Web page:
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Chris Meledandri on How the ‘Minions’ Came to Life

Ah, the irony. Though the villains they support are bumbling at best, the little yellow hench-creatures known as “the Minions” have gone on to achieve world domination.

Popping up these days on everything from pinatas to Pez dispensers, the Minions made their first appearance in 2010’s “Despicable Me,” the debut feature of Chris Meledandri’s then-fledgling Illumination Entertainment. It was thanks in large part to the characters’ global popularity that the budget-conscious, Universal-backed toon studio has been able to compete with the likes of deeper-pocketed Pixar and DreamWorks, releasing at a fraction of the cost films that have grossed more than a billion dollars worldwide.

This summer, Stuart, Kevin, Bob and their silly yellow cohorts have been promoted from sidekicks to stars of their own “Minions” movie, world premiering at the Annecy Intl. Animated Film Festival, where Meledandri will receive Mifa & Variety’s Animation Personality of the Year Award.

A former president of Fox Animation, Meledandri forged that studio’s partnership with Blue Sky, yielding such blockbusters as “Ice Age” and “Horton Hears a Who!” before branching off to start his own company. With Illumination, Meledandri launched an international search for another world-class creative ally, landing on Paris-based Mac Guff to create a trans-Atlantic toon outfit.

As for the Minions, their ascension unfolded very organically for Meledandri. “It was very reminiscent for me of how Scrat came to life when I was making ‘Ice Age’ (at Fox),” he says. “I personally had no involvement in creating the character.” But after spotting Scrat during the production process, the exec was able to suggest a much broader use of the character throughout the film.

With the Minions, the clues came even earlier. Meledandri couldn’t help but notice “the degree of creativity and, dare I say, fun” the Minions inspired among the artists working on the first film. “My experience is that there’s absolutely a correlation between the enthusiasm within an animation studio for a given character and the enthusiasm the audience feels when seeing the movie,” he says.

Given the international appetite for more, it was demand more than opportunity that inspired the “Minions” spinoff, buying additional time for the Santa Monica-based studio to develop several original projects, which include “The Secret Life of Pets” and a music-driven event comedy starring Matthew McConaughey.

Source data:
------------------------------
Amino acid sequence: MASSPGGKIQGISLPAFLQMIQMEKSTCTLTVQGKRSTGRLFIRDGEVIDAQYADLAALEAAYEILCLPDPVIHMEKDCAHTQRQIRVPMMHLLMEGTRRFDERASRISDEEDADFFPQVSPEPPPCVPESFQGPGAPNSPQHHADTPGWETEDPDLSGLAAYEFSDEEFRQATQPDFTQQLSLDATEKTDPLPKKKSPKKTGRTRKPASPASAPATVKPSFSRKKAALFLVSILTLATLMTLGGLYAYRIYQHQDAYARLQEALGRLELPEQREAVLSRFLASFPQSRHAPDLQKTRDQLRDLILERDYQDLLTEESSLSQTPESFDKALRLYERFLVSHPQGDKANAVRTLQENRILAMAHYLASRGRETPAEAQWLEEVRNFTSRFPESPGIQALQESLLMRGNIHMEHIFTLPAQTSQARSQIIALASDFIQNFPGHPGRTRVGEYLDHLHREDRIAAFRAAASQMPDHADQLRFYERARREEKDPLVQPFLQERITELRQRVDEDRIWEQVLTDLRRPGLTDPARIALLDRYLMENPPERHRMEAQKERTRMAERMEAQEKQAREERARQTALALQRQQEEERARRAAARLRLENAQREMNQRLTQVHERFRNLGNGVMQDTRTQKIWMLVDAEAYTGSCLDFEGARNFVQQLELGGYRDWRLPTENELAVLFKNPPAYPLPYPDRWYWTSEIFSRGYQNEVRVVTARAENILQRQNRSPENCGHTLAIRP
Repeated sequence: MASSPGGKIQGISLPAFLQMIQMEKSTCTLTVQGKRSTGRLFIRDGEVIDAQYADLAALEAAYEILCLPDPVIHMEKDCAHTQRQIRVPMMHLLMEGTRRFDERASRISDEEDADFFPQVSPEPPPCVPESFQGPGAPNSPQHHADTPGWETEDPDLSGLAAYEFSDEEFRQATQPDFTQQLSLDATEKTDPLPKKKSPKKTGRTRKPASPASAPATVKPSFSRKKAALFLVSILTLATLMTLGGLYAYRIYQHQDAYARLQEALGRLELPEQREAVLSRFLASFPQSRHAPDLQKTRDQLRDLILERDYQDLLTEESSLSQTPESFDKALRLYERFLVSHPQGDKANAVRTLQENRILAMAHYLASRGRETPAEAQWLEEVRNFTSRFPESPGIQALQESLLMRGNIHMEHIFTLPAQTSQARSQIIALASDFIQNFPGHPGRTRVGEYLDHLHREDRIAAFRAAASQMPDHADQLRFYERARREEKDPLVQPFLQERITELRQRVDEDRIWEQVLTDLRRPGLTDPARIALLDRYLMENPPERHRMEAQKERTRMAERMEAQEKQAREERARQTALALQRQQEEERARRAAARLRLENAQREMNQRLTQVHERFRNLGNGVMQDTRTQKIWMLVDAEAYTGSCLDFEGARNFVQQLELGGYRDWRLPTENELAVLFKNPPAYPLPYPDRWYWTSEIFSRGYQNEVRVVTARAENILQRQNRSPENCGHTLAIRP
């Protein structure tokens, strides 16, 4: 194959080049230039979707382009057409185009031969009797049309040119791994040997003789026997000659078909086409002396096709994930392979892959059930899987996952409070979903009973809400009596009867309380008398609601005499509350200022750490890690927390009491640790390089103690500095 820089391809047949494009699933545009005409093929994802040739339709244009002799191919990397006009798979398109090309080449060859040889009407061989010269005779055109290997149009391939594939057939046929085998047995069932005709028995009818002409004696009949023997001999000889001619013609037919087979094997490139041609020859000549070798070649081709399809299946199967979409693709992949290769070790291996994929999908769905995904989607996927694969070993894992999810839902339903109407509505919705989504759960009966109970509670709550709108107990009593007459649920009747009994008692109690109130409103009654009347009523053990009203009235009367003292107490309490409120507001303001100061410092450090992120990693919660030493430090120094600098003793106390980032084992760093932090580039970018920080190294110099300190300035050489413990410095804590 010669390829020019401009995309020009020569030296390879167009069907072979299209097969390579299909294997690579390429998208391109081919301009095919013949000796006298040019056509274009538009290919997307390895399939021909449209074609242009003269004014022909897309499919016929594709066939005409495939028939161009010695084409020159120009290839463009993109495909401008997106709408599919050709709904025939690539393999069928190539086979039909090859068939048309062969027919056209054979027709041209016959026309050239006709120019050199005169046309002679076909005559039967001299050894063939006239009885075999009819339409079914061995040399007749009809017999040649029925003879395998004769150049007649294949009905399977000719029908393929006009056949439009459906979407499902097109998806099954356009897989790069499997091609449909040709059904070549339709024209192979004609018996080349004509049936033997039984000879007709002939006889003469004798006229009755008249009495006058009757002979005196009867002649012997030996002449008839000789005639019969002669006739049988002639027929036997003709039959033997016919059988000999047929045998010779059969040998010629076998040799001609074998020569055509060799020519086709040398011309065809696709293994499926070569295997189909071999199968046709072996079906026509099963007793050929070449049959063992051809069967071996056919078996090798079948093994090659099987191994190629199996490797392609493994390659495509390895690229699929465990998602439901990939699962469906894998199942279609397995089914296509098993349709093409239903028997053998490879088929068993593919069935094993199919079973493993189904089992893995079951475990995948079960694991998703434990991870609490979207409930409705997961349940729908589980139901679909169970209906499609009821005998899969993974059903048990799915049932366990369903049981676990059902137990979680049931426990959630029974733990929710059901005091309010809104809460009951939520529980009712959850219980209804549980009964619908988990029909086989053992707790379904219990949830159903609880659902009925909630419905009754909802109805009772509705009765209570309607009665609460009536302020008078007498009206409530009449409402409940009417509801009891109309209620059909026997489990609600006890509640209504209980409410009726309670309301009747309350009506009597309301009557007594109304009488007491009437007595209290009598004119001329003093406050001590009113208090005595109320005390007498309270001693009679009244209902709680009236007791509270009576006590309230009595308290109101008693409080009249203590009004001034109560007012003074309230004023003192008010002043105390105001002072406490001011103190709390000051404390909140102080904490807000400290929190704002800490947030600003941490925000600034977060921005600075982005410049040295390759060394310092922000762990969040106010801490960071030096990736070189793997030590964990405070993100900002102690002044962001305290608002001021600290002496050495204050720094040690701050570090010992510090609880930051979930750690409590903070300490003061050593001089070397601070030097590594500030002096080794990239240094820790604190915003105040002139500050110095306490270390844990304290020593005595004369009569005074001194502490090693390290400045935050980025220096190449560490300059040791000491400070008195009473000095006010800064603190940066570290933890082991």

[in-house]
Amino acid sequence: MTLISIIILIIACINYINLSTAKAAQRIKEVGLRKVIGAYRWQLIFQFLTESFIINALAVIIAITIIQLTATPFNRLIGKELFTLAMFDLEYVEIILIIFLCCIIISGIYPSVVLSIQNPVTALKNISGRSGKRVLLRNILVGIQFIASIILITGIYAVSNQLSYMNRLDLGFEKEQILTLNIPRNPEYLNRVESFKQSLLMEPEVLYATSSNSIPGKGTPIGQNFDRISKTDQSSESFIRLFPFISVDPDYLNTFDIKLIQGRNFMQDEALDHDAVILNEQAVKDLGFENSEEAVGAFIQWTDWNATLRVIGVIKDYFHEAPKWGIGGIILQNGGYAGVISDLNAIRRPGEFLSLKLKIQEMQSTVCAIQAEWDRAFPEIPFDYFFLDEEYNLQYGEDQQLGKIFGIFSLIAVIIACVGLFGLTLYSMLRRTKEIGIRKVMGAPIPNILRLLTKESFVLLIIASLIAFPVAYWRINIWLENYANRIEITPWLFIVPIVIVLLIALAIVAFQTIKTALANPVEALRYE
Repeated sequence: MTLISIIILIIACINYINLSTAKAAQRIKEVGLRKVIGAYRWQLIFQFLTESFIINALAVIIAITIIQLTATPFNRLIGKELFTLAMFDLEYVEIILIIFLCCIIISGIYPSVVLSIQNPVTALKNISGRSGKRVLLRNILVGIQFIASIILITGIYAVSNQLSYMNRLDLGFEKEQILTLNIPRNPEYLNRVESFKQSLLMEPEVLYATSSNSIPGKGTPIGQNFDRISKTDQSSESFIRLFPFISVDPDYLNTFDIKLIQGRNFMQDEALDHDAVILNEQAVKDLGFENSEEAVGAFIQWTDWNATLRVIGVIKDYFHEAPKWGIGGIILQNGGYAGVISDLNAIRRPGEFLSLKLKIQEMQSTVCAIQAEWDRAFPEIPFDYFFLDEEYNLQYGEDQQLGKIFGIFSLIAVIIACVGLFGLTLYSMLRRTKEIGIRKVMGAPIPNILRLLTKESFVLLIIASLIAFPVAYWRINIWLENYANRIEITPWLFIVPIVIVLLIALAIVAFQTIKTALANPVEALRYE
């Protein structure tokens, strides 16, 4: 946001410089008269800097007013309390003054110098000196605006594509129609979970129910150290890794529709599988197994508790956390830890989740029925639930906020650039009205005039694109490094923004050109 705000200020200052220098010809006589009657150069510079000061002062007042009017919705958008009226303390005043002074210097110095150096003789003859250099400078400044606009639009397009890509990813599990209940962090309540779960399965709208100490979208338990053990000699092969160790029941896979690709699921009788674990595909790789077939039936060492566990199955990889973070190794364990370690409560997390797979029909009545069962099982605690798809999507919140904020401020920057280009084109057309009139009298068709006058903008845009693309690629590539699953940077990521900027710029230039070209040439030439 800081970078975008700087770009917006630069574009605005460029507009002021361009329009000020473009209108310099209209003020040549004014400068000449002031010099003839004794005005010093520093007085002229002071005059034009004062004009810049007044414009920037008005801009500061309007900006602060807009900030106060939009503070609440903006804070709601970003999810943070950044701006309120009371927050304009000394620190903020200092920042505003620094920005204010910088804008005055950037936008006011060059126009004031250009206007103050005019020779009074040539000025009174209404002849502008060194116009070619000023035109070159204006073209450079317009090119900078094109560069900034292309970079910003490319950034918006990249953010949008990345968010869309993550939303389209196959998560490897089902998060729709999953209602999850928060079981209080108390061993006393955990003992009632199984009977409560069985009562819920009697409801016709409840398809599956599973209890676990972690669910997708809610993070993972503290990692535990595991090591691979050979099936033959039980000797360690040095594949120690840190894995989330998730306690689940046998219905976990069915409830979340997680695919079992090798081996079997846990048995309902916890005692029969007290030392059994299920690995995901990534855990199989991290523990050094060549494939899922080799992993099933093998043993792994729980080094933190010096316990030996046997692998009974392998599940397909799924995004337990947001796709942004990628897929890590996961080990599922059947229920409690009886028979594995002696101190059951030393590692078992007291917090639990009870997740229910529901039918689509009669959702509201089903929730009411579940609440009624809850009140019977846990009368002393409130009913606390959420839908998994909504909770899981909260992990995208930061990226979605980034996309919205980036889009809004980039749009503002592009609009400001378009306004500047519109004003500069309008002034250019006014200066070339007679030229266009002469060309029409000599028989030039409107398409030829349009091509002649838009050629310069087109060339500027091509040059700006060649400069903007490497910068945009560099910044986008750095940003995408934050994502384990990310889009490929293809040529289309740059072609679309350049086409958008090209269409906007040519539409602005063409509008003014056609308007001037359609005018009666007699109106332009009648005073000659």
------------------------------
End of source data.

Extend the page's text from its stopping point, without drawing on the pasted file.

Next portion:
“Our starting point was a question that we get asked all the time, which is, ‘Where did the Minions come from, and what was their life like before Gru?,’” Meledandri says. “So that essentially became their origin story. But the idea of tackling a film where your three main characters do not speak a language that audiences understand was formidable from the outset.”

And yet, one secret to Illumination’s success has been its uniquely international mix of talent — not just American and French, but artists recruited from all over the world to work for the toon studio. “This was a hope I had when we started the company eight years ago: If we are going to make film with the aspiration of appealing to a global audience, we should design the complexion of our creative team to resemble the breadth of the audience that we’re trying to reach.”

Although Pierre Coffin (who voices the three main Minions) and co-director Kyle Balda derive much of their inspiration from silent comedians and other nonverbal cartoon characters, don’t let the Minions’ seemingly nonsensical tongue fool you: Coffin insists on dubbing their voices differently for every country, tweaking words that sound recognizable to American ears in order to create an equivalent effect in China, Russia or wherever the films are released.

“In animation, what’s wonderful is that when you start to work with multiple nationalities, the common language becomes a visual language, rather than a spoken language, which blends beautifully with the art form,” Meledandri says.

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